The following examples show by way of illustration and not by way of limitation the practice of the present invention to increase pipeline longevity. The following primer coatings were prepared similar to that described in Col. 6 of the aforementioned U.S. Pat. No. 4,472,231;

EXAMPLE I

______________________________________Thermoplastic rubber functionalized with                      100 partsmaleic anhydrideRosin ester                100 partsSelf-condensation product of di-orthomethylol,                       10 partspara octyl phenolToluene                    840 parts______________________________________

The aforementioned ingredients were admixed and brushed onto a pipe for adhesion and failure mode testing. Example I was tested in accordance with a procedure referred to as spiral unwind. In this procedure, a 2-inch diameter and 6 inch long spirally tape wrapped pipe is mounted horizontally in a jig to allow the pipe to turn freely when peeling the tape. The angle of peel is maintained at a constant 90 and at a speed of 4 inches per minute. The tape coating is spirally cut with a set of knives located one inch apart, so as to create strips of tape coating adapted for attachment to the grips of an Instron Universal Testing Machine. During testing, the individual strips are pulled upwards by the Instron Machine while the pipe rotates. The force necessitated for pulling the coating from the pipe is recorded by taking the average of 3 readings measured in ounces per linear inch.

Example I was brushed onto a steel pipe and coated with an adhesive tape coating system as described in copending Ser. No. 403,415, hereby incorporated by reference, using a crosslinked adhesive (IA) and an uncrosslinked adhesive (IB). The thus coated pipe was thereafter heated for 10 minutes at 250 F.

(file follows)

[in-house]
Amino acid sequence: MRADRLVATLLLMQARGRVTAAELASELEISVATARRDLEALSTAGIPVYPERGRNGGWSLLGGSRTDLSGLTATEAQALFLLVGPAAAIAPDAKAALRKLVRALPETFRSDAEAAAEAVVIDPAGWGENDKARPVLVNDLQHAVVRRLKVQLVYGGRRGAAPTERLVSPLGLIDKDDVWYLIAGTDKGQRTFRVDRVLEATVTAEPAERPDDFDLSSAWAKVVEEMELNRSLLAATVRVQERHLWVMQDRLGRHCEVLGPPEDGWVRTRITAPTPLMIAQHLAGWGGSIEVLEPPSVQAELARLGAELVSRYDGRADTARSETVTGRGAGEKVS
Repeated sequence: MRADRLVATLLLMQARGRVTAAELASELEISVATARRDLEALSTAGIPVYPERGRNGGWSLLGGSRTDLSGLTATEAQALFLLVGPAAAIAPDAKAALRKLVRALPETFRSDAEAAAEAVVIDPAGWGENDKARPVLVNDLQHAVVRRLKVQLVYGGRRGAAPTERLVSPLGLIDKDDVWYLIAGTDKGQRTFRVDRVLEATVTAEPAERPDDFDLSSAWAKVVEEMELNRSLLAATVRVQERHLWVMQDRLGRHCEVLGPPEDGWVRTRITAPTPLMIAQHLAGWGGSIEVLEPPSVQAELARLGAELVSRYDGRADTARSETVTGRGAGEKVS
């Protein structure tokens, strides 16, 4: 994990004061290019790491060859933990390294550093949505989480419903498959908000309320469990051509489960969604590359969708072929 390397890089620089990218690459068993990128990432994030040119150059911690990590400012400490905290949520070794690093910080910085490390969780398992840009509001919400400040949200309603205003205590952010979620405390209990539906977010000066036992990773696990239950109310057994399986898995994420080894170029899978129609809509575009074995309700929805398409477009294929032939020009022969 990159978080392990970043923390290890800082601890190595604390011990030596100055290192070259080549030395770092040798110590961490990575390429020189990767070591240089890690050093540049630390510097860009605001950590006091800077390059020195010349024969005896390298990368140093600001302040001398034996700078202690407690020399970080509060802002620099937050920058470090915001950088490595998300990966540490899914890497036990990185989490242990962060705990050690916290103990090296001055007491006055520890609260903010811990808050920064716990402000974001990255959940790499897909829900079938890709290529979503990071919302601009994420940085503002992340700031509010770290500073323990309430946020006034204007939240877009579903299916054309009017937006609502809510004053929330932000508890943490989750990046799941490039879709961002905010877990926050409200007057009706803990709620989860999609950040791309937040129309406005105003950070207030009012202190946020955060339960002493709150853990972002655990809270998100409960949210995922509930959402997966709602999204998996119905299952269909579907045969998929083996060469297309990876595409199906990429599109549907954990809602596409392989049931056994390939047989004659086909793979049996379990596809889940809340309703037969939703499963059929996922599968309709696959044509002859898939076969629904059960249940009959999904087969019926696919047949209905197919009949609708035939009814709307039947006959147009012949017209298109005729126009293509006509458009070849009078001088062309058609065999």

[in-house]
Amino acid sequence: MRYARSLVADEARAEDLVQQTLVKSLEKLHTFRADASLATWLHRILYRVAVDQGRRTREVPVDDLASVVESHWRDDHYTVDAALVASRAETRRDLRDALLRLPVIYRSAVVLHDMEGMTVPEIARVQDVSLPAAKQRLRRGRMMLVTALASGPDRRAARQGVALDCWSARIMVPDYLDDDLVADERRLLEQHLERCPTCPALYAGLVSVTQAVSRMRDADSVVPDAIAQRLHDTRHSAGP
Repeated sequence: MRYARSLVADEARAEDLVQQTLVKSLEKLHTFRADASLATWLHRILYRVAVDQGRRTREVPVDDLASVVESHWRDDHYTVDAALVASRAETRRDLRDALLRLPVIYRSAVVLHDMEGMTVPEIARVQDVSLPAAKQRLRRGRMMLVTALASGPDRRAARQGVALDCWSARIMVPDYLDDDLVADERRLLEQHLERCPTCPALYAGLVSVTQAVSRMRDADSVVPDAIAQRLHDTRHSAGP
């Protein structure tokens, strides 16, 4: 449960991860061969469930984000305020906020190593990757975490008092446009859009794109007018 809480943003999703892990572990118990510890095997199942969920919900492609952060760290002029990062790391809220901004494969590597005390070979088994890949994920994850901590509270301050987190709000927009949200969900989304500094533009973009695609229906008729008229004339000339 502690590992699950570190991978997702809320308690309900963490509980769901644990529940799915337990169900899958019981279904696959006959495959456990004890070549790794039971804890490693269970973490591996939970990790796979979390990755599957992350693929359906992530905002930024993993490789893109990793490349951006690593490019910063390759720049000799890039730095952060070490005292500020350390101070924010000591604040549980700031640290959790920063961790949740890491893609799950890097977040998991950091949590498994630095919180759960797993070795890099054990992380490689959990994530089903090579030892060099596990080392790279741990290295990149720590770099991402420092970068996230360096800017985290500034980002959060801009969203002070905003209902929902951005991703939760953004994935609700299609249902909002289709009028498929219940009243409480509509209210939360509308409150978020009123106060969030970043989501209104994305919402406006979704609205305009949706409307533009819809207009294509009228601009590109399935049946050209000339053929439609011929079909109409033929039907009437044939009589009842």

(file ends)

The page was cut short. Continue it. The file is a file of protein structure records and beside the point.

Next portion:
EXAMPLE II (Control)

Example II was prepared by admixing the following ingredients:

______________________________________Butyl rubber              100 partsSelf condensation product of                      18 partsdi-ortho methylol, para-octyl phenolHydrocarbon resin         100 partsMethanol                   5 partsToluene                    5 partsHeptane                    90 parts______________________________________

The aforementioned solution was brushed onto a steel pipe and coated with an adhesive coating identical to Example I. Accordingly, IIA comprises a crosslinked adhesive and IIB an uncrosslinked adhesive. The thus coated pipe was heated for 10 minutes at 250 F.

Examples I and II were thereafter subjected to the spiral unwind procedure previously described to obtain adhesion and mode failure test data. Table 1 depicts the results.